Most patients with advanced urothelial carcinoma who had disease control after 4 cycles of first-line chemotherapy did not have a >10% reduction in tumor size when they received an additional 2 cycles of chemotherapy, according to a recent study.
Akihiro Hamada, MD, of the Kyoto University Graduate School of Medicine, and colleagues conducted the retrospective study to “investigate the correlation between tumor size changes during the initial 4 cycles of first-line chemotherapy and tumor shrinkage following 2 additional cycles of chemotherapy in patients with advanced urothelial carcinoma who experienced disease control after initial chemotherapy.” They published the study’s results in Urologic Oncology: Seminars and Original Investigations.
Dr. Hamada and colleagues reviewed data from 128 patients with advanced urothelial carcinoma who received first-line chemotherapy. They analyzed 51 patients who had disease control, defined as stable disease or better, at the end of the fourth chemotherapy cycle. Most of those 51 patients (92.1%) underwent 1 to 2 additional chemotherapy cycles, while the remaining 7.9% underwent observation.
The researchers defined 4 categories to describe the tumor size changes in patients who received 1 to 2 more additional chemotherapy cycles. The categories were “no shrinkage,” defined as tumor growth; “minor shrinkage,” defined as no tumor growth or a ≤10% reduction in tumor size; and “shrinkage,” defined as a >10% reduction in tumor size.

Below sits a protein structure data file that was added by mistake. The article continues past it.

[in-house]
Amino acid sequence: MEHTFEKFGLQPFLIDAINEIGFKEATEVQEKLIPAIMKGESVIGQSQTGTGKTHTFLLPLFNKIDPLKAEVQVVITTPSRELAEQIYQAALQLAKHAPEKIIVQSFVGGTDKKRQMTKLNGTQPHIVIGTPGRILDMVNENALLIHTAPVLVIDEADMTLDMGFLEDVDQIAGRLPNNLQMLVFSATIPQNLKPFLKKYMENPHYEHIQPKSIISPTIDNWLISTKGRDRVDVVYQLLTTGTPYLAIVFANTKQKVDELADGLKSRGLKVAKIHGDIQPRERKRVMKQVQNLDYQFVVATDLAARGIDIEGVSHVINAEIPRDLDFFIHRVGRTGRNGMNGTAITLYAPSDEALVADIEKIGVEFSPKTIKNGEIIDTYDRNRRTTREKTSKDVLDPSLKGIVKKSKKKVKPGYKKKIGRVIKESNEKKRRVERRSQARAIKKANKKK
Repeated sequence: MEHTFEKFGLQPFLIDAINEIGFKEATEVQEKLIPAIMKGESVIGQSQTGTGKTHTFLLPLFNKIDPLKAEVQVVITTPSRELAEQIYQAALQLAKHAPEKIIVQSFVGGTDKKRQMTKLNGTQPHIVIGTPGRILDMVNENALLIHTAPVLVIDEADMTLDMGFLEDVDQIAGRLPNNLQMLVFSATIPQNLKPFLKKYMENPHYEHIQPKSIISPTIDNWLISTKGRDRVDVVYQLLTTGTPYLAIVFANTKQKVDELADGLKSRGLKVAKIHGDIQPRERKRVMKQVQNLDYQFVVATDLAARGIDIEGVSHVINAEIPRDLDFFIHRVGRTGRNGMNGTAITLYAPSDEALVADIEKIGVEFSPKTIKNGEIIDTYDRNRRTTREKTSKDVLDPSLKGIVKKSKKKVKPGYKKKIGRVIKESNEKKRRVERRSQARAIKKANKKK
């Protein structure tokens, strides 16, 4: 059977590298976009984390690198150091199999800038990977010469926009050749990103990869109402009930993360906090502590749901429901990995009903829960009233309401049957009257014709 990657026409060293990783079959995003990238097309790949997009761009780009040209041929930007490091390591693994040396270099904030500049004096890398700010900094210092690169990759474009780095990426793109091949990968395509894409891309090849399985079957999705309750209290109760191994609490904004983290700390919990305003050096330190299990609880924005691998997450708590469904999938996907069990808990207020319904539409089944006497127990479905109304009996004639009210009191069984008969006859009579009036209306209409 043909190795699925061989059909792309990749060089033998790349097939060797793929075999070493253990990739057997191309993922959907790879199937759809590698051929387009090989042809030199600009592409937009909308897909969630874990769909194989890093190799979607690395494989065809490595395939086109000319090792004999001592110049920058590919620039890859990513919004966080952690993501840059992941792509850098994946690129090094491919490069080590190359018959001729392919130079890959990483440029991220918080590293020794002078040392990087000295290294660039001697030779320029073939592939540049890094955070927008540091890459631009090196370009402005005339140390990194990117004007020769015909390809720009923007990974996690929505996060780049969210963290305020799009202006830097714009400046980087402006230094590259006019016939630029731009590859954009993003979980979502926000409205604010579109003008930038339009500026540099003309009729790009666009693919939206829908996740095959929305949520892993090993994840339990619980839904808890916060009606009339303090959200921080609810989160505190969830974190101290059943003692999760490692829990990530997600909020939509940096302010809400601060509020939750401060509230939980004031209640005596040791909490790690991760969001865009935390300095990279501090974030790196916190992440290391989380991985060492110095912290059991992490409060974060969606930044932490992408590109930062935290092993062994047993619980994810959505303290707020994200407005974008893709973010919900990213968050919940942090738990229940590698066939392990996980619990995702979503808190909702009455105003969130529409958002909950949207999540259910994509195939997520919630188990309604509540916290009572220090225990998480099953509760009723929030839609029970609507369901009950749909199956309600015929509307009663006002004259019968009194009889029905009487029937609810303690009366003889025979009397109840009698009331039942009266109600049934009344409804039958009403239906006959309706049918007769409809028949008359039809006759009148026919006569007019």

Dr. Hamada and colleagues categorized the change in tumor size as “no shrinkage” in 44.7% of patients, “minor shrinkage” in 38.3%, and “shrinkage” in 17%.
The rate of tumor size change between cycles 3 and 4 was significantly associated with the trend of tumor shrinkage (P=.009) and the “likelihood of beneficial tumor shrinkage” after additional chemotherapy (P=.02), according to the researchers.
“However, the change in tumor size between cycles 1 and 2, cycles 1 and 4, or cycles 3 and 4 was not satisfactorily predictive of further tumor shrinkage because of substantial overlaps of the tumor size changes,” Dr. Hamada and colleagues wrote.
The results of the research may inform treatment approaches to advanced urothelial carcinoma, according to the researchers.
“Only a small subset of patients would have substantial tumor shrinkage by additional cycles after successful induction of 4-cycle chemotherapy. Tumor size dynamics during the initial 4 cycles of chemotherapy displayed limited ability to predict the subset of patients with further tumor shrinkage after additional chemotherapy,” Dr. Hamada and colleagues concluded. “Therefore, it might be better to consider switch maintenance immunotherapy for patients who experience disease control after the fourth cycle of first-line chemotherapy.”